It was a beautiful night under the clouds, with unlimited visibility. Shea's lights reflected against the clouds and the stadium itself could be picked out from almost 60 miles away. Says Sergio, "If you monitor the frequency of the Tower Control Area [TCA] and have radar, you can know more about the airspace than they do." Sergio says La-Guardia Runway 31, the one that sends planes almost directly over Shea, was closed that night. He also says that air traffic was being diverted elsewhere because of the presence of the Goodyear Blimp over Shea. The FAA says otherwise: Two airliners were in the vicinity of Shea within two minutes of Sergio's flight.
As Sergio and his companions flew toward the stadium, a problem suddenly appeared. They planned to be in jump position just before the end of the pregame show so they would sail into the stadium with their own flag and banner during the national anthem. But last-minute preparations had cost them some time before takeoff and they were flying into a headwind. They weren't going to make it during the anthem; instead they were going to drop into the first inning. As they listened to the end of the pregame show, the man with the flag decided not to jump. Sergio would go it alone.
About six miles away from Shea, the pilot kicked the right rudder hard, banking the Cessna so the gull-wing door fell open in the plane's shadow. Sergio grabbed the wing strut and stuck his head out to track their speed and direction along the ground. He signaled the pilot. A little more than three miles away, the plane was lined up with Shea. It was Sergio's day—made possible by the favor owed to Quinn—and there was no turning back.
Normally a plane's engines are throttled back before a jumper leaves, but Sergio had a couple of miles to fly to reach Shea and he needed all the momentum possible. He would have to leave the plane while it was at full throttle. Sergio lunged back and forth in the open doorway, like a downhill skier in the starting gate. On the third lunge, he plunged out of the aircraft into the night.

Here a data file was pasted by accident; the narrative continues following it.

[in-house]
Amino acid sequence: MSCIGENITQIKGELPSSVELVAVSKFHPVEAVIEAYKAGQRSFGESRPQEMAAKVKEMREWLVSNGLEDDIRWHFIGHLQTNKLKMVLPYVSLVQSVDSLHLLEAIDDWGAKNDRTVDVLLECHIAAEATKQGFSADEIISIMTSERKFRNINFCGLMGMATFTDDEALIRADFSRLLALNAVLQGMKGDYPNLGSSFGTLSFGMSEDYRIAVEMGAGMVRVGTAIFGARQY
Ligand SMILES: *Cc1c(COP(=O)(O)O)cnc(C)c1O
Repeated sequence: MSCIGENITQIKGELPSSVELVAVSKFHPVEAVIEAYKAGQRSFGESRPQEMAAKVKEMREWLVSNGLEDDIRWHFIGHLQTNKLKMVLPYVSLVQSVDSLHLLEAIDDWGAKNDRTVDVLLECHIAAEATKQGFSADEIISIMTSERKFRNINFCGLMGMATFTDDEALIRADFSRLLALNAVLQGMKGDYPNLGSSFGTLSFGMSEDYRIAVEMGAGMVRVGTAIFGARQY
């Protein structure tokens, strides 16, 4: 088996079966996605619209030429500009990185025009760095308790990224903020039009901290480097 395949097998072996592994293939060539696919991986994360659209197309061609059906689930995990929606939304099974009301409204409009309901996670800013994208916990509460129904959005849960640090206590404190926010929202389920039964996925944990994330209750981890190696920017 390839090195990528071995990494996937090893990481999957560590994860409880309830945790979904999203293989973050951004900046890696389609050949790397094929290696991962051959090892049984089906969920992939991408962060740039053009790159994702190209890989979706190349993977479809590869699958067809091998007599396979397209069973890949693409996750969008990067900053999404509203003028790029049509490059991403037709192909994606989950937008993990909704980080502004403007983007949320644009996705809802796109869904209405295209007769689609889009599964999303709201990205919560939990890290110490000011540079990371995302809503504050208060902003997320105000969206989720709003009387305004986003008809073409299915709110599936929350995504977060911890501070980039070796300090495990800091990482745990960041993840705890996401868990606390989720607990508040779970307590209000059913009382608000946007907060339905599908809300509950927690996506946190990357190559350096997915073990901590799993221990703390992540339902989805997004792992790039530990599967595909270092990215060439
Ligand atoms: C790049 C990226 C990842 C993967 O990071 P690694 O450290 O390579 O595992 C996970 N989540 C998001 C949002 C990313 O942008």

Every movement in free-fall is expended against a wall of air pushing the jumper at 120 miles per hour. The roar is deafening. Even under goggles one's eyeballs jiggle. Sergio arched his back, pointed his toes and brought his arms to his sides, like a sweptwing fighter plane. He fell for about 50 seconds, a mile down and about three quarters of a mile toward Shea. At 4.000 feet, he pulled his rip cord. Meshed in the rigging of a parachute is a "slider," a device that keeps the canopy from opening too fast. For an instant the slider jammed—it was hung up on the rope to the banner—but then it slipped free, the chute opened, and the bed sheet unfurled. "Shea under the lights was the most beautiful sight imaginable, like a crystal-green pool," says Sergio. He knew he had about four minutes under the parachute canopy before he hit the ground. Within a couple of minutes he was directly over the stadium lights, spiraling down. He could see that the Red Sox were still at bat, and he tried to locate the ball so he could decide whether to land on the field or turn away to the parking lot.
"Then [pitcher Bob] Ojeda threw the ball to [Gary] Carter." Sergio says. "Carter dropped it for a second. I could see the play was dead, and I turned into the stadium. I heard a roar. I was confused because there was no play going on, and then I realized the noise was for me. I wanted to land on home plate, but Carter and the umpire were not moving, so I cut toward the first base line. The fans were on their feet screaming—all those smiling faces." As the police escorted Sergio off the field, Ron Darling slapped him a high five.
By the time Sergio touched down, the Cessna was about 10 miles away. By the time anyone thought to call the FAA, the plane was more than 20 miles away. Over Kobelt the pilot banked out of his approach pattern to check for police, then landed. Quickly he shut down the plane and then drove away in a car. At this point, the FAA was tracing another small plane that had inadvertently crossed through air traffic control. FAA agents would not get to Gardiner until the trail was cold—hours after the Mets had won Game 6 with the help of Bill Buckner's 10th-inning error that allowed New York to overcome Boston's 5-3 lead.
Quinn was at a wedding on Long Island when his friend parachuted into Shea. He had promised the bride and groom a special present. Quinn says he "was not at all surprised" when it was delivered. "No kidding, there he was."